Methods in Medical Ethics

By Jeremy Sugarman; Daniel P. Sulmasy | Go to book overview

15
Research in Medical Ethics:
Genetic Diagnosis1

Gail E. Henderson

Genetic screening is defined in the Encyclopedia of Bioethics as “programs designed to canvass populations of healthy individuals to identify those with genotypes that place them or their offspring at high risk for disease or defect.” Genetic testing is offered to individuals or families who are identified as being at increased risk for developing disorders or passing these defects on to their children (McEwen and Reilly 1995, 1000).2 The moral features of genetic screening and testing have been noted in the medical ethics literature (summarized in Murray and Botkin 1995, 1005-07), the popular press (Nelkin and Lindee 1995), and a wide number of social science and clinical disciplines (e.g., Conrad and Gabe 1999).

What are the main moral and ethical aspects of genetic diagnosis? First, in many cases, genetic information itself is seen as intellectually, morally, and socially problematic. Data on genetic risk is difficult to understand and interpret, even for physicians. It can also be inherently ambiguous, leading to further difficulty in understanding what a particular diagnosis means. Second, in contrast to some other diagnoses, a genetic diagnosis may herald a future event that may or may not be preventable. Third, a genetic diagnosis is at once both personal and social. It involves information about an individual's genetic identity that is also of direct concern to other, related people, including family members, and also racial and ethnic group members. Finally, a disproportionate share of the burden of prenatal genetic diagnosis and carrier screening falls on women. While most of these features are not unique to genetic testing and screening, in combination they pose a set of impressive ethical challenges to informed consent, confidentiality/privacy, and justice.

These challenges have set the stage for empirical research that has moral and ethical implications.3 Such research might address any of the following questions: Are people provided adequate information to make decisions regarding genetic screening and testing? If not, how can this be improved? How is the information provided by genetic diagnosis understood? What is the impact of genetic information on a person's life? Does access to information and services vary by ethnic group membership or social class? Are individual interests in conflict with those of family, ethnic group, or medical care providers, and if so, how can those interests best be reconciled? Is confidentiality of genetic information protected?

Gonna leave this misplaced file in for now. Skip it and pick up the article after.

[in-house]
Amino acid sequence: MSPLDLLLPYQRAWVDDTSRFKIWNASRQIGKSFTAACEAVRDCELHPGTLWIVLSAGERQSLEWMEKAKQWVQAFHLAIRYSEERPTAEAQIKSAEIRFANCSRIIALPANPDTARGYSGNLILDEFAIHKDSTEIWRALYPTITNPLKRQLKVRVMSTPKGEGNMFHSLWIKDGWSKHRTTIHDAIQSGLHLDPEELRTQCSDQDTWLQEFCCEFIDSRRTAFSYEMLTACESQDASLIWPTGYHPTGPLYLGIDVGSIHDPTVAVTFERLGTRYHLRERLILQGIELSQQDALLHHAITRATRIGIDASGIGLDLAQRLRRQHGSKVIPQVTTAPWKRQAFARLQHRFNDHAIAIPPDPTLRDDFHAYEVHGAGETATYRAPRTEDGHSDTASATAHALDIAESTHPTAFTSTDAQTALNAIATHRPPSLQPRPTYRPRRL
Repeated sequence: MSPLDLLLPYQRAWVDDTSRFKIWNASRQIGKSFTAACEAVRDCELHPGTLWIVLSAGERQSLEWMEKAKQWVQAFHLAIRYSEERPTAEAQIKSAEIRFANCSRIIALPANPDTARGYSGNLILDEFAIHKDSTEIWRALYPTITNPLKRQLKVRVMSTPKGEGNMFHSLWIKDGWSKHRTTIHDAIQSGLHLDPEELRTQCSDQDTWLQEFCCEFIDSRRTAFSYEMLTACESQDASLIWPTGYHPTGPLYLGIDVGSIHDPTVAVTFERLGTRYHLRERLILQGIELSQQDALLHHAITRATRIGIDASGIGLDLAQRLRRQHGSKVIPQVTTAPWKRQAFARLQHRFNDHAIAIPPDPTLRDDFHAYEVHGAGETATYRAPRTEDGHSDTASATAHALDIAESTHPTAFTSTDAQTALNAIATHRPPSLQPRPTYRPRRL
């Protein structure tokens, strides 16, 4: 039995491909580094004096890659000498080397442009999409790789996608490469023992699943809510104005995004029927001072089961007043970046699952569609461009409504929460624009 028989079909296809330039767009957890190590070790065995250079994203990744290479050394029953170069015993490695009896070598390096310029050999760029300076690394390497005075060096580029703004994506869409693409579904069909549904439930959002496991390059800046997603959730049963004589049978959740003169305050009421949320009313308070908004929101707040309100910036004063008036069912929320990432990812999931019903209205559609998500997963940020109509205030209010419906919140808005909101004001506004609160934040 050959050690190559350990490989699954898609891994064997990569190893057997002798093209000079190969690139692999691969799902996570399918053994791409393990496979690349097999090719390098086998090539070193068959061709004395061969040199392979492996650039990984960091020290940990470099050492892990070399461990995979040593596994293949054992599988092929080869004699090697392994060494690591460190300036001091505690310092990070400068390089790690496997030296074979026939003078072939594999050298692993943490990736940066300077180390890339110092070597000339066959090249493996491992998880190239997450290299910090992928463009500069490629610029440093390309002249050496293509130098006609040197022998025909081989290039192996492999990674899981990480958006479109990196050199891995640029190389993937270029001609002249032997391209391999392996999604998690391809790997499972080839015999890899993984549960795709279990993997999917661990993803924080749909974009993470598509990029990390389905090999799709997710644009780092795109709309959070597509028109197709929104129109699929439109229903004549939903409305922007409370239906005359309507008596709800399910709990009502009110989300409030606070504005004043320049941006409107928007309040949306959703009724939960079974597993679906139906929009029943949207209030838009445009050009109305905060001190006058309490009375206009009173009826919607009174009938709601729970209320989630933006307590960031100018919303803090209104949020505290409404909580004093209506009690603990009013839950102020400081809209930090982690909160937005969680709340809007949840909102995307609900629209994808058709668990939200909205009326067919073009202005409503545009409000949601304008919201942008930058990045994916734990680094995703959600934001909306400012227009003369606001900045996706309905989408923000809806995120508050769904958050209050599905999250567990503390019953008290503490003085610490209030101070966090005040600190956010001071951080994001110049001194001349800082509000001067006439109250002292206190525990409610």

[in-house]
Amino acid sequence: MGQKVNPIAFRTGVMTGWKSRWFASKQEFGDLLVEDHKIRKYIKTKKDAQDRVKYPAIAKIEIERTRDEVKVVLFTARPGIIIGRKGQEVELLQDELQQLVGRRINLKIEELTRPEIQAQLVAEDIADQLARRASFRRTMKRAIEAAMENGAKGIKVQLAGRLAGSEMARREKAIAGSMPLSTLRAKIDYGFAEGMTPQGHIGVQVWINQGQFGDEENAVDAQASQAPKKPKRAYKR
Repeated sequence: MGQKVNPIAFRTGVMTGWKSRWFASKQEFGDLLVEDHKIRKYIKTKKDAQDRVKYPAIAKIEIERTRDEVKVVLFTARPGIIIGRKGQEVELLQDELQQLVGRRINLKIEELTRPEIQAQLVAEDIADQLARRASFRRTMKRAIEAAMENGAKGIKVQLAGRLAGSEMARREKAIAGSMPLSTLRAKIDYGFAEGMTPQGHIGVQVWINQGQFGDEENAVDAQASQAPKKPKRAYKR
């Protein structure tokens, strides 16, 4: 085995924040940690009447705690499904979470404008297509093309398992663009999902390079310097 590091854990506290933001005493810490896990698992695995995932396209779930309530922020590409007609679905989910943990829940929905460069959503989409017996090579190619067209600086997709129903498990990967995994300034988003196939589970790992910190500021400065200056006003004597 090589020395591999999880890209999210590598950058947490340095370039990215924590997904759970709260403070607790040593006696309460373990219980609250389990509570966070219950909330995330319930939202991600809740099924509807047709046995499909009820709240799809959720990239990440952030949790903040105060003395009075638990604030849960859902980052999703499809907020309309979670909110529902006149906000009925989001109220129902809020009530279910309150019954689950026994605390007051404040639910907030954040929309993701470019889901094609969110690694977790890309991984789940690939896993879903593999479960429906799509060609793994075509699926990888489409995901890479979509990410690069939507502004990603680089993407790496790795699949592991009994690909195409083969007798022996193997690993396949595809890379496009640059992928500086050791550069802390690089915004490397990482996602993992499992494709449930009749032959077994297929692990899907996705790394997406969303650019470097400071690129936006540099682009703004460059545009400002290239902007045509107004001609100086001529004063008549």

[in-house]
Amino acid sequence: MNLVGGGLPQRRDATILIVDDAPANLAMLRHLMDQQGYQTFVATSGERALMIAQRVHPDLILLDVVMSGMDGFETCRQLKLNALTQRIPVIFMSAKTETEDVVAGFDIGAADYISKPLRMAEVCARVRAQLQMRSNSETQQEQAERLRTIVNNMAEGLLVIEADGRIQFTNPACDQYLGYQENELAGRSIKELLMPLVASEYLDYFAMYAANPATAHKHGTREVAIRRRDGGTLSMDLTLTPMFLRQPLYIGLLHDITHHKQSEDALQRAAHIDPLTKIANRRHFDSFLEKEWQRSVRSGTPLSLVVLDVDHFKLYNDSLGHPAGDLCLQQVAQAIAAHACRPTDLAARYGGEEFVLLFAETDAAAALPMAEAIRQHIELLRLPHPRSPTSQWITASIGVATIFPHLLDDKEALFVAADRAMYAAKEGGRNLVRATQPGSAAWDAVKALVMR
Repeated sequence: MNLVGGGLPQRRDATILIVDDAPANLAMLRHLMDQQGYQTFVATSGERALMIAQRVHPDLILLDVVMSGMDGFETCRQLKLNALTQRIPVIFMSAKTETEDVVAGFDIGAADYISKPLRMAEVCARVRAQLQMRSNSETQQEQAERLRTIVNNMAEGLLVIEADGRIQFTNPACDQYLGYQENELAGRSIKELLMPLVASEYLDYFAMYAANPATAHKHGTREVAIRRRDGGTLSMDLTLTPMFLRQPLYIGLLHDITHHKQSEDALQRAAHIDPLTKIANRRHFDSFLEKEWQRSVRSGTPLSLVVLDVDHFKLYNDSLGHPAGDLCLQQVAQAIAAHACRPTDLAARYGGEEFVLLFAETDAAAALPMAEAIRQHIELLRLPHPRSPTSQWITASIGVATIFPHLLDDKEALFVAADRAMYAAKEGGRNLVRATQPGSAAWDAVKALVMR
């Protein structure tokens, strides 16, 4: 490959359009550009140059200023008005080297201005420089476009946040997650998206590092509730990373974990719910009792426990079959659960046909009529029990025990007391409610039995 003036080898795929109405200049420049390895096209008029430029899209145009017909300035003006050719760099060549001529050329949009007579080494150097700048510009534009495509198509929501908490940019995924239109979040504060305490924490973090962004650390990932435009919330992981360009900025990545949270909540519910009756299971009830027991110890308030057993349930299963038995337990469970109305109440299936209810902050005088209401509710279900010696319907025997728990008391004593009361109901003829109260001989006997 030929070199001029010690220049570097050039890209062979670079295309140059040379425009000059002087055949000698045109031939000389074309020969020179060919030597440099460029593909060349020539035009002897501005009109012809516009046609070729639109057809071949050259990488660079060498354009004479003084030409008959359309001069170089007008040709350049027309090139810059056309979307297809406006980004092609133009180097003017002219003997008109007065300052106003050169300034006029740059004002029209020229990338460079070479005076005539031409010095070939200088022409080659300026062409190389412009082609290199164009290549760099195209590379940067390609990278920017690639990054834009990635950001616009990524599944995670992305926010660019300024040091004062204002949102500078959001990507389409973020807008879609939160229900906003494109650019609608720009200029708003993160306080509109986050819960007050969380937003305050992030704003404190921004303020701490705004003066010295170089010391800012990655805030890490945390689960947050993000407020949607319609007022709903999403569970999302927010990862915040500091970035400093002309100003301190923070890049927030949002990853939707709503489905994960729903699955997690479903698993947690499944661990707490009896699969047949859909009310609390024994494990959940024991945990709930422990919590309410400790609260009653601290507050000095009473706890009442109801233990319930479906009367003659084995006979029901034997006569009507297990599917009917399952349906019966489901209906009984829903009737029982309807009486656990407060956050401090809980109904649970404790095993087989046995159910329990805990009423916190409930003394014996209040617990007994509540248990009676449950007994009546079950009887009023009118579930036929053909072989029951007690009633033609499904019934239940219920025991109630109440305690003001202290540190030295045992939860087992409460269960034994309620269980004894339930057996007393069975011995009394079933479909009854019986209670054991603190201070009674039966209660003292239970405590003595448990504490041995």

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Methods in Medical Ethics
Table of contents

Table of contents

  • Title Page i
  • Contents v
  • Preface vii
  • Acknowledgments xi
  • Contributors xiii
  • Part I - Overview 1
  • 1: The Many Methods of Medical Ethics (Or, Thirteen Ways of Looking at a Blackbird) 3
  • 2: A Decade of Empirical Research in Medical Ethics 19
  • Part II - Methods 29
  • 3: Philosophy 31
  • 4: Religion and Theology 47
  • 5: Professional Codes 70
  • 6: Legal Methods 88
  • 7: Casuistry 104
  • 8: History 126
  • 9: Qualitative Methods 146
  • 10: Ethnographic Methods 169
  • 11: Quantitative Surveys 1 192
  • 12: Experimental Methods 207
  • 13: Economics and Decision Science 227
  • Part III - Relationships and Applications 245
  • 14: Research in Medical Ethics: Physician-Assisted Suicide and Euthanasia 247
  • 15: Research in Medical Ethics: Genetic Diagnosis 1 267
  • 16: Reading the Medical Ethics Literature: a Discourse on Method 286
  • Index 298
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